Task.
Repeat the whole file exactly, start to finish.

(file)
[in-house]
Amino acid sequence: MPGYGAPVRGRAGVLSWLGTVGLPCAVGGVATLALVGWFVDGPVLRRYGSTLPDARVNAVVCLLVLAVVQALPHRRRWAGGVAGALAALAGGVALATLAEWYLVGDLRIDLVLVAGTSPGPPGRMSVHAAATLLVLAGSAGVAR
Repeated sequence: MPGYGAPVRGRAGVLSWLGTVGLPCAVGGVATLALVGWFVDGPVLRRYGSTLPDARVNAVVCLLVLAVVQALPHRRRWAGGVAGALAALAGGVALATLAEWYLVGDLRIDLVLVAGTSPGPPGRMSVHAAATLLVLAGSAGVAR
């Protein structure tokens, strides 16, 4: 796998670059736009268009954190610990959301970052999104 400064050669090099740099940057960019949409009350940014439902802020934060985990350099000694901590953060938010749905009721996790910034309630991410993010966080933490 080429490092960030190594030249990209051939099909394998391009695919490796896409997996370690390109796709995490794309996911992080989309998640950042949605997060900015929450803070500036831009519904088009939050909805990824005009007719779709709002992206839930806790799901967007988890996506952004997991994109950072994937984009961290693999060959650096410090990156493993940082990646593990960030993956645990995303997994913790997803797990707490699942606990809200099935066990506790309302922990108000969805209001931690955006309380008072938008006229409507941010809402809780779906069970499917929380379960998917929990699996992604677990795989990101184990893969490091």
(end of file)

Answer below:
[in-house]
Amino acid sequence: MPGYGAPVRGRAGVLSWLGTVGLPCAVGGVATLALVGWFVDGPVLRRYGSTLPDARVNAVVCLLVLAVVQALPHRRRWAGGVAGALAALAGGVALATLAEWYLVGDLRIDLVLVAGTSPGPPGRMSVHAAATLLVLAGSAGVAR
Repeated sequence: MPGYGAPVRGRAGVLSWLGTVGLPCAVGGVATLALVGWFVDGPVLRRYGSTLPDARVNAVVCLLVLAVVQALPHRRRWAGGVAGALAALAGGVALATLAEWYLVGDLRIDLVLVAGTSPGPPGRMSVHAAATLLVLAGSAGVAR
């Protein structure tokens, strides 16, 4: 796998670059736009268009954190610990959301970052999104 400064050669090099740099940057960019949409009350940014439902802020934060985990350099000694901590953060938010749905009721996790910034309630991410993010966080933490 080429490092960030190594030249990209051939099909394998391009695919490796896409997996370690390109796709995490794309996911992080989309998640950042949605997060900015929450803070500036831009519904088009939050909805990824005009007719779709709002992206839930806790799901967007988890996506952004997991994109950072994937984009961290693999060959650096410090990156493993940082990646593990960030993956645990995303997994913790997803797990707490699942606990809200099935066990506790309302922990108000969805209001931690955006309380008072938008006229409507941010809402809780779906069970499917929380379960998917929990699996992604677990795989990101184990893969490091």